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Age-Appropriate Wisdom?

Ethnobiological Knowledge Ontogeny in Pastoralist Mexican Choyeros

A Correction to this article was published on 01 March 2021

This article has been updated

Abstract

We investigate whether age profiles of ethnobiological knowledge development are consistent with predictions derived from life history theory about the timing of productivity and reproduction. Life history models predict complementary knowledge profiles developing across the lifespan for women and men as they experience changes in embodied capital and the needs of dependent offspring. We evaluate these predictions using an ethnobiological knowledge assessment tool developed for an off-grid pastoralist population known as Choyeros, from Baja California Sur, Mexico. Our results indicate that while individuals acquire knowledge of most dangerous items and edible resources by early adulthood, knowledge of plants and animals relevant to the age and sex divided labor domains and ecologies (e.g., women’s house gardens, men’s herding activities in the wilderness) continues to develop into middle adulthood but to different degrees and at different rates for men and women. As the demands of offspring on parents accumulate with age, reproductive-aged adults continue to develop their knowledge to meet their children’s needs. After controlling for vision, our analysis indicates that many post-reproductive adults show the greatest ethnobiological knowledge. These findings extend our understanding of the evolved human life history by illustrating how changes in embodied capital and the needs of dependent offspring predict the development of men’s and women’s ethnobiological knowledge across the lifespan.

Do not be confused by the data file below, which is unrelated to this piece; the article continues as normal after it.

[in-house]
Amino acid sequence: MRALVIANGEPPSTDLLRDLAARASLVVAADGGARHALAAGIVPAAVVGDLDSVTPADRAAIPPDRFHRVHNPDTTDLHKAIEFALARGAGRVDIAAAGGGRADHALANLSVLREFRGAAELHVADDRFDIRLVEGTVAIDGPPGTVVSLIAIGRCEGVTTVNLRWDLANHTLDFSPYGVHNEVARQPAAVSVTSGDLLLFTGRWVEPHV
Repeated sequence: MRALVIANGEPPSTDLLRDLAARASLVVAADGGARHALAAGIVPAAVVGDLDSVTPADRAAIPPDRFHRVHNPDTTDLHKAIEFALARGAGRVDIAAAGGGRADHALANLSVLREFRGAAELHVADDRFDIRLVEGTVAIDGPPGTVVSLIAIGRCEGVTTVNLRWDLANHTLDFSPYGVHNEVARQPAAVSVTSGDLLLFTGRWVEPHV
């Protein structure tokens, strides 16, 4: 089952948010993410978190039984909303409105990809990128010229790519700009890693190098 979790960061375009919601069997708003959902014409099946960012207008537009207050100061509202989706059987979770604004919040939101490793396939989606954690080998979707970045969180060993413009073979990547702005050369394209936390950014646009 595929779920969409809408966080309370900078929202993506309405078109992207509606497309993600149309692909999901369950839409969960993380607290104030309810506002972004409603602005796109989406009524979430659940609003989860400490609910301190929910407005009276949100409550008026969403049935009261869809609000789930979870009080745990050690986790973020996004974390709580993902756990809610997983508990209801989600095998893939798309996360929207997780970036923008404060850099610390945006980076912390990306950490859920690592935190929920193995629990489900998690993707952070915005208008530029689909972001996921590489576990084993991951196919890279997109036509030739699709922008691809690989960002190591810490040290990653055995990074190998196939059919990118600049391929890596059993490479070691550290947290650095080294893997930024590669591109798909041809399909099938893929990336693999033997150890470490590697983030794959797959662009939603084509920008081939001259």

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Availability of data and material (data transparency)

Raw data for this study is available at Mendeley Data https://doi.org/10.17632/hgd8zdyf2c.1

Change history

Notes

  1. Others also report ethnobiological knowledge variation at different ages and across generations (Hewlett et al. 2011; Kline et al. 2013; Ohmagari and Berkes 1997; Schniter et al. 2015; Zarger and Stepp 2004; Zent 2001).

  2. Like plants, animals may also be differentially distributed across environments (e.g., human inhabited vs. uninhabited), but often less so because of their mobility and movements across environments.

  3. We thank an anonymous reviewer for pointing out the merits of the “plant trail interview” (Quinlan et al. 2016).

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Funding

This research project was supported by National Geographic Society (Research and Exploration Award HJ-099R-17), National Science Foundation (IBSS-L Award# 1743019), Funding Incentive Seed Grant (University of Utah), Center for Latin American Studies (University of Utah), Society, Water, and Climate Seed Grant (University of Utah), and NEXUS Pilot Grant (University of Utah), Economic Science Institute (Chapman University), Division of Anthropology (California State University Fullerton).

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Schniter, E., Macfarlan, S.J., Garcia, J.J. et al. Age-Appropriate Wisdom?. Hum Nat 32, 48–83 (2021). https://doi.org/10.1007/s12110-021-09387-8

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Keywords

  • Traditional ecological knowledge
  • Ethnobiological knowledge
  • Learning
  • Embodied capital
  • Life history theory
  • Baja California Sur
  • México